The documentary illustrates the rise of a Brazilian legend, peaking in the crowning career of The King, also known as “O Rei”, who was known to play a major role on and off the pitch in Mexico’s 1970 World Cup triumph.
Winning the World Cup in Sweden at just the mere age of 17, scoring all six times in knockout rounds and twice in the finals to defeat hosts to a 5-2 victory, later on taking the tournament victory in Chile, however injuries ended his involvement in the tournament.
Pelé’s stature got the spotlight in the film rather than the filmmakers focusing on football, staying determined that the stature deserved a documentary.
Pelé staying comfortable in his choices, even though he took a apolitical stance at an onerous period for his country – which didn’t seem to have phased Pelé – which is an opinion that was held by Ben Nicholas himself – one of the directors of the film alongside David Tryhorn – stating that there are people ready to defy the establishment coming to power, Pelé not being one of those people.
Not wanting to be seen as defiant or schismatic, Pelé wanted to be the guy who took pride in represent Brazil all around the world as well as his hometown, instead of being a person that hungered for power, being stuck to the program, he kept himself known as The King, having a motto that everything he does on the pitch is what brings him joy and happiness altogether.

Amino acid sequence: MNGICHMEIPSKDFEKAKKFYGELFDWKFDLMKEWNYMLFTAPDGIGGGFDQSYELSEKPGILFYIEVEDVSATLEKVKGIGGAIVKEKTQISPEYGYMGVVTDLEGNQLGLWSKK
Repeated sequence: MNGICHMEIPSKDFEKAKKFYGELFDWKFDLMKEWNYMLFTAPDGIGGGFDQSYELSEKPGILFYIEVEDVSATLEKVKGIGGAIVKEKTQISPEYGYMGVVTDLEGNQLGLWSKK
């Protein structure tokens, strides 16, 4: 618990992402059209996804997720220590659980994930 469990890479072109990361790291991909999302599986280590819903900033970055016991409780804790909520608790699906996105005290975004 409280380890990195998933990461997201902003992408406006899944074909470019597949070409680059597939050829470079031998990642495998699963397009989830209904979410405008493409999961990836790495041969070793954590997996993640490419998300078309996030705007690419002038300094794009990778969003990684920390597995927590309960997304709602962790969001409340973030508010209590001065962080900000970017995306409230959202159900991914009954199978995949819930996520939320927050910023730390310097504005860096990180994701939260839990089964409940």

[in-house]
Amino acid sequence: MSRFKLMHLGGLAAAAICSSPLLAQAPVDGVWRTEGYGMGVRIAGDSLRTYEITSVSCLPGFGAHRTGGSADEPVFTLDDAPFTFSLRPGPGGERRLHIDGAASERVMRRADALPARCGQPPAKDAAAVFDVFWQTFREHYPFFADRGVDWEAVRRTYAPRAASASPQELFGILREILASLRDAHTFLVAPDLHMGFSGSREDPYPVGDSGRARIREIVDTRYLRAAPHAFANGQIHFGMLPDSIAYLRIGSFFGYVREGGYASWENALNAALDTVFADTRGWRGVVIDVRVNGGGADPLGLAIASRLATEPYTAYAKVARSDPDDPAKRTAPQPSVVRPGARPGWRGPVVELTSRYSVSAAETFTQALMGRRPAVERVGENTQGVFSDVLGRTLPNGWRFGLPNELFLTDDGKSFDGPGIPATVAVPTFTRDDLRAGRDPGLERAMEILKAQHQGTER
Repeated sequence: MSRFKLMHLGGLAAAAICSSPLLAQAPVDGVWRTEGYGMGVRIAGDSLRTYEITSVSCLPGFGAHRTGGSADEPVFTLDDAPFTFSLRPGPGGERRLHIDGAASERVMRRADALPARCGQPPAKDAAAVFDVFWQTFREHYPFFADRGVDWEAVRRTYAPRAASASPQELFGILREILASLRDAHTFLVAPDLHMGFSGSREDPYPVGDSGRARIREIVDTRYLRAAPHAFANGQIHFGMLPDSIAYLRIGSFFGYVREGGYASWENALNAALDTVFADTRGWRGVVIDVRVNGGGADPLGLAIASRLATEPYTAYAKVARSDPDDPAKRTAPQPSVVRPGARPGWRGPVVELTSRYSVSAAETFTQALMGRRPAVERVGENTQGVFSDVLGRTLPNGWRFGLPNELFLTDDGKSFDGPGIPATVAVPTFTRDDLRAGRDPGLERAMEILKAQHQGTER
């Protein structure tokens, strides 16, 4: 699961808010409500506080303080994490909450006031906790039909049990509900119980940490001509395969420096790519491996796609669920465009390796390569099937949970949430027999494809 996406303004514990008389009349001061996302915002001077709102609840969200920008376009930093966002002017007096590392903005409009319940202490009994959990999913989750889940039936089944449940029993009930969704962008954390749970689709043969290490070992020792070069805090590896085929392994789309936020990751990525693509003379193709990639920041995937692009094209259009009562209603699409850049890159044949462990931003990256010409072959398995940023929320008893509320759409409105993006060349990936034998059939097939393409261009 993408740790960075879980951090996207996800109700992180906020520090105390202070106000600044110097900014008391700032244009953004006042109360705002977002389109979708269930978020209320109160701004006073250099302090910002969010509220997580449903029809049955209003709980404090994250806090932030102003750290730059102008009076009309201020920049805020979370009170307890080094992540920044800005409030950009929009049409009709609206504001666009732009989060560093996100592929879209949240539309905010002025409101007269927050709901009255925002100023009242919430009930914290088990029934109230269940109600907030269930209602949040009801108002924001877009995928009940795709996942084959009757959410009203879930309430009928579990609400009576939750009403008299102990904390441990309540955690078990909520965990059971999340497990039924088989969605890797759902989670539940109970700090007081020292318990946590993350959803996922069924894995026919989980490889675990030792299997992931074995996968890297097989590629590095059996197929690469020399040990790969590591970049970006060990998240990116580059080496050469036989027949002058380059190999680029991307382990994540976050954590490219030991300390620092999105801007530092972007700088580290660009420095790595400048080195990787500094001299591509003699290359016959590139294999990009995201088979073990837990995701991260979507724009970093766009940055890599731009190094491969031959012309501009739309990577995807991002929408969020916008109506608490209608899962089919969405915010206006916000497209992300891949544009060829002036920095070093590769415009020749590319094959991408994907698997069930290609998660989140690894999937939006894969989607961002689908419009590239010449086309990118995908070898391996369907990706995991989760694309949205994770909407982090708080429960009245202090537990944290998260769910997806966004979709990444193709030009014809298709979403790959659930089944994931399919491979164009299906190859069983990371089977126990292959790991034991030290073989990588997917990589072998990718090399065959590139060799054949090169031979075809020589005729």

Even though he called himself extremely “unlucky in World Cups” – as he was cynically fouled in 1962 & 1966, he wanted the tournament to continue without him, even though the 1970 scriptwriter’s dream victory film was a boast in confidence, the reality has been that Pelé has been fouled twice in World Cups before-hand.
Mexico 1970 was prioritized as a government issue, which presented a problem, solution being a yellow shirt with the number 10 on the back, asking multiple questions in the documentary, one question that struck out the most was if his views on dictatorship has changed, Pelé leaving the question struck saying that “My doors were always open, everyone known that, bad or worse, they remain open”.
Pelé and Carlos Alberto celebrated an iconic goal marking 4-1 as the final score where Brazil defeated Italy to take the World Cup for the third time, Pelé assisting Carlos Alberto who was the team captain to score possibly the best team goal in history in the waning minutes of the 4-1 victory over Italy, being one of the first World Cup to be broadcasted in color on Television.
David Tryhorn points out that there’s a great line to tell at the end of the film, whilst you were expecting Pelé to talk about joy and happiness, instead, he talks about relief.